Also Sota already manned up in the episode before that.  In a battle where characters who could kill him in one second with no effort whatsoever were throwing down, Sota stood his ground and tried to stop the fight.  I do think he should have just told Aliceteria that Altair killed Mamika but even so he did his best to reason with her and bring the fight to a halt and when that didn’t work he refused to budge even when she charged at him, the only reason he didn’t die was because Meteora knocked him away.  That takes fucking balls and anyone who calls him a pansy after that needs to seriously reconsider what the hell they’re saying.  Sure he’s still struggling with his own weaknesses and short comings after standing in front of Aliceteria, but this is ONCE AGAIN fucking normal.  He’s not an unstoppable badass, he’s a kid and one who lost a close friend and blames himself for it at that.  He has plenty of reasons to be fragile and unsure of himself, especially since he’s been caught up in such a crazy turn of events and is surrounded by pros and heroes, people he doesn’t feel he can ever measure up to.  Which is to say that Sota is an impressively nuanced and well-realized character, one of the most complex and devastatingly human characters of the entire season.

While I’m on the subject of character I want to mention that Aliceteria’s character got a massive upgrade in the fight described above.  Previously she just seemed willfully blind to the fact she’s fighting to worse of the two sides in this conflict.  That does hold true but the reason for it is because she has lost all of her bearings.  Imagine for a second you meet God, or something you hold great faith in, and he turns out to be far less impressive than you expected.  That would shake you up a bit.  Now imagine that on top of that you find out there are tons of gods and all of them are making worlds like yours so they can have stories.  This is what happened to Aliceteria, she believes everything she ever knew is a lie and can’t come to terms with her new reality and as a result clings to an ideal, justice, because it’s all she has left.  If it turns out she is fighting on the side of evil she will break, she’s already losing herself as it is.  In other words she’s doing what Sota did with Setsuna, refusing to face something because doing so might break her entirely.  Which is to say she’s also be given a great deal of believability and nuance as a character, improving her place in the story and showcasing that yes, Mother’s Basement was right, this show does in fact have great characters.

Ok rant over.  My fury has been vented.  I recommend this show now more than ever.  See you in the next one.

Understanding Storytelling: Can You Spin Gold from Generic Garbage & Re:Creators

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Before I get into this let me just clarify that I don’t think Re:Creators is generic garbage, that label applies to a specific aspect of the show and not the entire show.  This was inspired by a recent YouTube video from Mother’s Basement, who I rarely watch because I so often disagree with him and his endless schilling is a new style of cringe to me.  The video was making the argument that Re:Creators has the potential to become an anime classic citing it’s status as relatively high profile original anime, excellent meta-commentary on storytelling and how that is woven into the story, and strong character writing.  Of the three claims the last by far the most contentious where the audience is concerned, with many people openly hating the male lead Sota and just being skeptical to the idea these characters are well written.  This is to be expected though because most of the characters look and act like generic ones.  I mean we have two light novel princesses one from a scifi world and the other from a fantasy world, a magical girl, a teenage mecha pilot, an NPC that probably functioned like the player’s index and quest guide based on her position, what looks like a Persona character, the false-ish character Altair and Blitz Talker whom I have no generic equivalent for because he’s had like 5 lines and 1 scene so far.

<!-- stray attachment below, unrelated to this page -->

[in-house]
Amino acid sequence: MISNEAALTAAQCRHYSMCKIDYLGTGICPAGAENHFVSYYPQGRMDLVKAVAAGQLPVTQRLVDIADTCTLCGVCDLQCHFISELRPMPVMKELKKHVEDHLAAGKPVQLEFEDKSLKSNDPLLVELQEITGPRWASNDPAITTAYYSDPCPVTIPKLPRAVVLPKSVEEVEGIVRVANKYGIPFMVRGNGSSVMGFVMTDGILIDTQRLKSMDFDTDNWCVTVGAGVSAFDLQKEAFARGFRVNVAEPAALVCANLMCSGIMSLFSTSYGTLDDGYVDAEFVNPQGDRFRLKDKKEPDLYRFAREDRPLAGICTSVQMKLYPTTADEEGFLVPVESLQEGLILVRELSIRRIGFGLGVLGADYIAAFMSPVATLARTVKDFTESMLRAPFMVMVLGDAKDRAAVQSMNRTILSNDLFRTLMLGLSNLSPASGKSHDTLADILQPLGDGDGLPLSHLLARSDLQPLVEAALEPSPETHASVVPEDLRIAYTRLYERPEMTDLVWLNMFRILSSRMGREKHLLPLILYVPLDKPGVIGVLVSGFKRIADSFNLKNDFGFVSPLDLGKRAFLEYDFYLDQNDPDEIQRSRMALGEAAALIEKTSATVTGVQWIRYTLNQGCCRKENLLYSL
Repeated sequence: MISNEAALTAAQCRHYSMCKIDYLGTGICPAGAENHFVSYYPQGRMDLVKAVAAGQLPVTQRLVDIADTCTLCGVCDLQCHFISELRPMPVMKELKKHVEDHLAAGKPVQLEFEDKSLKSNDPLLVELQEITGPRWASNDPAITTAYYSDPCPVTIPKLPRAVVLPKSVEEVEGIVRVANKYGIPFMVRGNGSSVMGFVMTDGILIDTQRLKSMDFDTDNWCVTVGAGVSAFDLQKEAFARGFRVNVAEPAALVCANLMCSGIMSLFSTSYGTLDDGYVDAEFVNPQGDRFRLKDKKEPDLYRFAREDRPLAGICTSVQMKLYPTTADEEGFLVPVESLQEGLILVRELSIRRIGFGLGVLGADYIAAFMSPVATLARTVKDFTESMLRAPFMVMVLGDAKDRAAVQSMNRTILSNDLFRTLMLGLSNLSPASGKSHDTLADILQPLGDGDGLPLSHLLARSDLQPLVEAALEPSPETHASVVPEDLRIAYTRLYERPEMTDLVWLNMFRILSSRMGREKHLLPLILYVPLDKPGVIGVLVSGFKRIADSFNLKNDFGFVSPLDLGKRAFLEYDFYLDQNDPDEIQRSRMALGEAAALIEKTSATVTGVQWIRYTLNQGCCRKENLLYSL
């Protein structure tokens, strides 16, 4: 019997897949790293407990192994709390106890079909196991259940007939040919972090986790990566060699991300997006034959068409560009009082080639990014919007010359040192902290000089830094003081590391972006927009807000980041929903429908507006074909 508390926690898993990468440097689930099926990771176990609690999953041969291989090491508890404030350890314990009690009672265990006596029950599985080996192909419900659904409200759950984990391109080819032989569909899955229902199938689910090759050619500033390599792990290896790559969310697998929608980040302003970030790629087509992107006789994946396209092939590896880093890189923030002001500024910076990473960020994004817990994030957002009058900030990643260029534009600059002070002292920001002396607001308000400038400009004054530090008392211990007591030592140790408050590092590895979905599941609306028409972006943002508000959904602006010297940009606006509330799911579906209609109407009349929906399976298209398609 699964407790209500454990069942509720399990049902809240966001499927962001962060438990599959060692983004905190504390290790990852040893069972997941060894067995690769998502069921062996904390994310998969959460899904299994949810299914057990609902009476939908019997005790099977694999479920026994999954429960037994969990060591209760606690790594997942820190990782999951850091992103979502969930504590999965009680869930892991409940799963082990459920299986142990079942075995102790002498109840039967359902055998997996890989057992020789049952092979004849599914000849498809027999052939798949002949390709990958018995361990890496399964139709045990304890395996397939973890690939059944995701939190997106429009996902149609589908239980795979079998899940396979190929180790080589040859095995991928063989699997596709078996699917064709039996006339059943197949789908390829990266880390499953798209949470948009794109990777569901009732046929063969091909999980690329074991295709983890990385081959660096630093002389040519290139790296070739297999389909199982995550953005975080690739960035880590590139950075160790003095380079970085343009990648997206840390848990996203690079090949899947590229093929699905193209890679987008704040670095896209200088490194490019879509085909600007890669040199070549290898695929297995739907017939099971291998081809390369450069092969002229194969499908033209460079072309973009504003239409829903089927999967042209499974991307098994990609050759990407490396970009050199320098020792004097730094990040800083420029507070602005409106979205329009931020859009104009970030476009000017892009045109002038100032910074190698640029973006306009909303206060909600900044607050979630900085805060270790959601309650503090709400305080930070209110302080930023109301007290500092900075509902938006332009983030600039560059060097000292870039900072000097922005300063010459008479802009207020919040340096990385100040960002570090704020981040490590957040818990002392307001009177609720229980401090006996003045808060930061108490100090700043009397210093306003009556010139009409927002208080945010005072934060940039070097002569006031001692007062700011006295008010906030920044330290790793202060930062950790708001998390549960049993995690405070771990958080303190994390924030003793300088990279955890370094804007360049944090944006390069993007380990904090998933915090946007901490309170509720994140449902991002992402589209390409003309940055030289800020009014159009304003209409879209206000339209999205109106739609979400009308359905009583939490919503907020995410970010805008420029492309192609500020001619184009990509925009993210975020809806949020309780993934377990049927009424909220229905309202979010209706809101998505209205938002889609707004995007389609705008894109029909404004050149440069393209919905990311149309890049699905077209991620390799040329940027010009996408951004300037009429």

However that is kind of the point, and Mother’s Basement sort of address it with regards to one of the best characters Magical Slayer Mamika, but I don’t think he put in enough time with the other characters to really get this across.  One of the main conceits of the story as it continues is that while the characters were initially defined by whatever text their author ascribed to them, they either have changed, are changing or have the potential to change.  Mamika is good case study for this.  Mamika comes from a world with no nuance whatsoever, a kid’s show which has obvious villains and no concept of pain or damage.  This is a problem for a few reasons.  Mamika is easy to trick, is herself an incredibly simple and generic character (at first), and has no qualms attacking people because again no concept of pain or death.  She’s also among the outright strongest characters in the show and she demolishes a business park before she’s realized what her power is capable of and that oh shit violence has consequences.  Perhaps because she is the simplest character she is also the one who evolves the most.